humor in public speaking

When the Speaker Turns a Toast into a Roast

Sunday night we watched the Golden Globe awards spiral downward into a verbal slapfest. Ricky Gervais, the emcee for the evening, pushed the envelope and went beyond edgy to offensive. A comedian is supposed to be funny, witty, and a little risque. However, as a public speaker, Gervais seemed to be oblivious to the fact that he was speaking in public. Rather than being funny, his comments and barbs were insulting and at times downright mean. Although others may disagree, an awards ceremony should honor the winners while using wit and humor to poke fun at the recipients and film industry. Think Billy Crystal. What makes the commentary funny is that there is a kernel of truth in the joke which makes the audience laugh. When introducing actor Robert Downey Jr, Gervais  said, "But many of you in this room probably know him best from such facilities as the Betty Ford Clinic and Los Angeles County Jail." Ouch. As a listener, it didn't feel good and it didn't make me laugh. It felt like an attack. The real humor was missing because the comments lacked a lightness.

Downey shot back, "Aside from the fact that it's been hugely mean-spirited with mildly sinister undertones, I'd say the vibe of the show has been pretty good so far, wouldn't you?"  As a coach, I must say that this was a good comeback. It was quick, clever, and he acknowledged the elephant in the room. I've attended roasts at the Friar's Club in New York City and they can be brutal. But one thing is different. Most of the jokes are funny and there's a lot of laughter. When hosting an awards ceremony or even a roast, it's not about the emcee. It's about the honorees.

Gervais was not alone in his bad behavior. After accepting the Cecil B. DeMille award, Robert De Niro  hurled a zinger at the foreign press.  " I'm sorry more members of the Hollywood Foreign Press aren't with us tonight, but most of them got deported right before the show. Along with most of the waiters. And Javier Bardem." De Niro was not gracious. This kind of poor judgment is exactly the kind of communication that causes people to lose their jobs. As a public speaker, your presentation is your brand. And your words will live on long after you exit the stage.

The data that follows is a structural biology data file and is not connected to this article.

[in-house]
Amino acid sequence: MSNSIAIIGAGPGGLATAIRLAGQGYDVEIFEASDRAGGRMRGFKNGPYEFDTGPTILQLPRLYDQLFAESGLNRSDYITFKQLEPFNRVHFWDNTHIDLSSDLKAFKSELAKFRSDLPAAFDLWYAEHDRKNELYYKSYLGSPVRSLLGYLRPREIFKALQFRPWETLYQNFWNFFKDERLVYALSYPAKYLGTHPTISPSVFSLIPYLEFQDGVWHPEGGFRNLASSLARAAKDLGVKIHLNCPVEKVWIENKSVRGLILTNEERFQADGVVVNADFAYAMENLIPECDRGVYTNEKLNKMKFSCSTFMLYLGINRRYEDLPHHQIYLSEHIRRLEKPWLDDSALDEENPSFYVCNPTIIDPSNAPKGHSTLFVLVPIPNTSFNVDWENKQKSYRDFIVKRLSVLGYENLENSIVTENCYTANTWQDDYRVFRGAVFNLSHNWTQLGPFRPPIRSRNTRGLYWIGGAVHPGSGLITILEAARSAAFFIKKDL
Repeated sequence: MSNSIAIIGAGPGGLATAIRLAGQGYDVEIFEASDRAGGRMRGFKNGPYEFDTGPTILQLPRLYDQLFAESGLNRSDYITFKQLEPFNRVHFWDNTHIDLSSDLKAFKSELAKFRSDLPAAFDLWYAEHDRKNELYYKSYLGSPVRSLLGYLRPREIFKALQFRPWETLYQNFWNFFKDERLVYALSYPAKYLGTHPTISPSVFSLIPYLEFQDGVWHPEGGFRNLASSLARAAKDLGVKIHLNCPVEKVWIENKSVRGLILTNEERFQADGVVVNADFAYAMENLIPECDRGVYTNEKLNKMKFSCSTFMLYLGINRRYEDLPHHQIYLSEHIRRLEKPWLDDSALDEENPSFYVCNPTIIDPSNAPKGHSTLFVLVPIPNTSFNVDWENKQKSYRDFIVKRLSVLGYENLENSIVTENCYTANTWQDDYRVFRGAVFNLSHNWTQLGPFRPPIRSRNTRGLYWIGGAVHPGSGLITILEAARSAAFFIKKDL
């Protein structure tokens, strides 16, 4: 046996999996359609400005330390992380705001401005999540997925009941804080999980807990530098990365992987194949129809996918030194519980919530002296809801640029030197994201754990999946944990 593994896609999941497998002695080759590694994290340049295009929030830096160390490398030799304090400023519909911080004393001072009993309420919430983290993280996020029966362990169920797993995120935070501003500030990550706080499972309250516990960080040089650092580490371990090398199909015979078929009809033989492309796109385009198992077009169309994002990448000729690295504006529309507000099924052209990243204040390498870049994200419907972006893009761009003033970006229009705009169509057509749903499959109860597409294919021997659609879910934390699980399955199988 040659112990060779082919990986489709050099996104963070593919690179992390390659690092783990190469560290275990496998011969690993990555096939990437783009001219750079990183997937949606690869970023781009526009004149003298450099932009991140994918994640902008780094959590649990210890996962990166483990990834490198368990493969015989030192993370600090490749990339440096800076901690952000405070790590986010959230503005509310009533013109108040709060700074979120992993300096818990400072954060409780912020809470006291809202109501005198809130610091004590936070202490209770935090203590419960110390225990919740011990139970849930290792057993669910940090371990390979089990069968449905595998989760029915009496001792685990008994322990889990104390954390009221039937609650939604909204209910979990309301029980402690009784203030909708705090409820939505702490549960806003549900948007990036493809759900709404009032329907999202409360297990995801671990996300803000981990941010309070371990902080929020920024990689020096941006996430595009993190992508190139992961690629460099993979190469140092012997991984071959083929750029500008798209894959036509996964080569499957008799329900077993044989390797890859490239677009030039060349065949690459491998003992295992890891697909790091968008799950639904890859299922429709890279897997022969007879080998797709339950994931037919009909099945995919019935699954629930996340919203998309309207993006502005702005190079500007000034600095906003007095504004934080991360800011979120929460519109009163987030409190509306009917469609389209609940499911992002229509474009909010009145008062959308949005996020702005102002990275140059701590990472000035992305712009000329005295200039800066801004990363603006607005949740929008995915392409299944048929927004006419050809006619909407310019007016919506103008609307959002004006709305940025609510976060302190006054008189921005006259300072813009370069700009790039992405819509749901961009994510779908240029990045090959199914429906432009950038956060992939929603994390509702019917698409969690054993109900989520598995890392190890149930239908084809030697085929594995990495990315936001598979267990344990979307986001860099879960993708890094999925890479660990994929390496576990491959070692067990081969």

Laughter Is Good for You and Your Audience

We've heard the stories about the healing power of laughter. Scientists are now "graphing the laugh" and it's a serious subject. They've discovered that even animals laugh (no, not just hyenas). In the research lab, rats would continue to return to handlers who tickled them. Dr. Robert Provine, author of Laughter: A Scientific Investigation, studied laughter for years and concluded that laughter is mostly social and only a very small percentage of laughter is a result of joke telling. Laughter can actually produce a chemical that acts as an anti depressant in the brain. While there is no scientific evidence that laughter alone produces a direct health benefit, it's enough that laughter feels good and creates good feelings. So don't stress yourself if you can't tell a joke. Laughter is about engagement. You can project a funny cartoon, show a humorous video clip or even play off the humor of the audience. All you need to create laughter is another person. Nervous? Laughing is a good way to burn off nervous stress. Facing a hostile audience? Get them laughing. You can't be angry and laugh at the same time. So stop being so serious and bring a little laughter into your presentations.

Finding the Funny Fast

Did you hear the one about the elephant who walks into a psychiatrist's office?... If you've ever been challenged finding your funny bone, you need to read Jan McInnis' book, Finding the Funny Fast.Humor is so important in a presentation. Laughter bonds you to the audience, breaks the ice, releases tension,and makes people feel good! And according to Jan, you'll get more favors if you make people laugh.

But if you're a recovering serious person like me, you may wonder if you're capable of being funny. Jan McInnis believes anyone can be funny once you know the formula. Finding the Funny is a quick read chock full of simple ideas for crafting jokes. The secret formula for finding humor is to ask questions. She observes her environment and notices what's missing or what stands out. She then asks herself, "What if it wasn't there?" "What's good about it?" She then creates lists of fun lines that answer the questions.